Federal authorities in New Jersey broke up a mobbed-backed drug crew tied to the Philadelphia mafia last week, indicting “made members” Joseph (Joey Electric) Servidio and Sam Piccolo of the Bruno-Scarfo crime family’s North Jersey wing in separate cases. The indictments are littered with references to hundreds of hours of audio surveillance compiled by an unidentified Philly mobster over the past two and a half years and alleges trafficking in heroin, cocaine, crystal meth, marijuana, pills and stolen cigarettes.

The 58-year old Joey Electric was arrested last Wednesday and the 66-year old Piccolo got scooped up earlier this week after getting caught selling crystal meth to undercover FBI agents. They are both currently in federal custody in the Garden State. Award-winning Philadelphia television investigative reporter and Bruno-Scarfo clan expert Dave Schratwieser broke the news of Piccolo’s arrest on his Twitter account Monday.

Servidio pled guilty to cocaine dealing charges back in 2006 and owns a contracting company. Piccolo is the nephew of Anthony (Tony Buck) Piccolo, the deceased one-time acting boss of the Philly mob in the late 1980s and early 1990s, and the former brother-in-law of turncoat Philly mob hit man Salvatore (Wayne) Grande. He also has a cocaine-distributing conviction on his criminal record courtesy of Grande’s cooperation.

Two mob associates of Servidio and Piccolo’s, Michael Gallicchio, 48, and Carl Chianese, 79, were nailed in last week’s bust too. Servidio is heard waxing poetic on several of the recordings included in the indictment. On one of them made in 2017, he plans to carry out the shooting of another mob-connected drug trafficker for badmouthing him and openly discussing his illegal business affairs.

Besides admitting to “making his bones” in the mob at the age of 19, Servidio tells the wired-up informant that he’s been told by his bosses in the Bruno-Scarfo crime family to stay out of Atlantic City. After he lets the informant know, he’s cleared his drug dealing activity with his direct superior in the mafia (his “captain” or “capo”), he says “They don’t even want us having dinner together (without checking in),” referencing his capo’s fear that his soldiers are making money in endeavors under the table and not sharing with him.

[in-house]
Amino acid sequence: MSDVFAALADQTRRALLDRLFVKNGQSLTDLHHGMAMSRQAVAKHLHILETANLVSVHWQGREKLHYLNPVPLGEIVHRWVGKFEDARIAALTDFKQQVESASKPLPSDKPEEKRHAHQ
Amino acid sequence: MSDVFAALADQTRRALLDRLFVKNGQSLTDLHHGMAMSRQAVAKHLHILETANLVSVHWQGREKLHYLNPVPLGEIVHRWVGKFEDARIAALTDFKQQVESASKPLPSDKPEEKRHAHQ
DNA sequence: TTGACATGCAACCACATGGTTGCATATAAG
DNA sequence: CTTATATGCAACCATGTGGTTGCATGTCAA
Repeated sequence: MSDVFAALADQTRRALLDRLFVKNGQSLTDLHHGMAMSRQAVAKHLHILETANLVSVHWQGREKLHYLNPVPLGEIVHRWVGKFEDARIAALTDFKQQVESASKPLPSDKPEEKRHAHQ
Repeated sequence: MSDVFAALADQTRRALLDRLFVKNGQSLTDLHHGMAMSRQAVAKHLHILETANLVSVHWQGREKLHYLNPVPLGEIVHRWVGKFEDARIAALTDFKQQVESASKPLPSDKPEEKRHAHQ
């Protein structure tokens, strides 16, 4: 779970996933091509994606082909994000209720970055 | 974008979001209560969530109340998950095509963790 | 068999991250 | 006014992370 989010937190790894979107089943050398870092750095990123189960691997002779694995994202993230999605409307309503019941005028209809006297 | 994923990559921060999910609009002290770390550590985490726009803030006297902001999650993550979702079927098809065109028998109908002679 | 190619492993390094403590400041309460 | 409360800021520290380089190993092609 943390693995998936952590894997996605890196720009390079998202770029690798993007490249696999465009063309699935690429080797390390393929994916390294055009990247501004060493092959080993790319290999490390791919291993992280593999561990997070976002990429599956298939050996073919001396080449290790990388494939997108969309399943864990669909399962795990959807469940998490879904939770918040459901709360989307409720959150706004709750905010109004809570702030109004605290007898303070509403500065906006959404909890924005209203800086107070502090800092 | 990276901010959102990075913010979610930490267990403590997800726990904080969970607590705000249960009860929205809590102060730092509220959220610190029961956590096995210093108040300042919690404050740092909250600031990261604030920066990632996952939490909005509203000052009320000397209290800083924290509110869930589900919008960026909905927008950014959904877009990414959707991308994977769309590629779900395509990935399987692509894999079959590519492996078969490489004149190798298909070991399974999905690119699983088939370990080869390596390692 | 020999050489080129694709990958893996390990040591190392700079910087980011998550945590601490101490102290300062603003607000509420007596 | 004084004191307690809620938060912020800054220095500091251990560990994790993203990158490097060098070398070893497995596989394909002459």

According to sources, the current capo for the Bruno-Scarfo crime family’s Jersey faction is Joseph (Joe Scoops) Licata. The colorful and chatty Licata beat racketeering charges earlier in the decade out of Philadelphia. Other sources say Servidio was moved out of the Jersey crew following his last run-in with the law and is now reporting to a capo of another crew, either out of South Jersey or Philadelphia.

Listed in the complaint are a number of meetings between Servidio and unnamed higher-ranking Philly mob figures, two of the powwows taking place in posh Margate, New Jersey in April and June of 2017, respectively. Margate is a popular Jersey Shore vacation spot for mafia leaders from the City of Brotherly Love.

Ironically, Servidio was intercepted having a conversation where he spoke of the dangers of getting caught talking of criminal behavior on a wire.

“Tapes kill you…. Eighty percent of the eyewitnesses got the wrong person, you can beat that, you know what you can’t beat? Tapes. Tapes with you saying it,” he said.

He was quite candid talking about his chosen profession as well.

“I’m a criminal. Everything I do is criminal,” he said.

 

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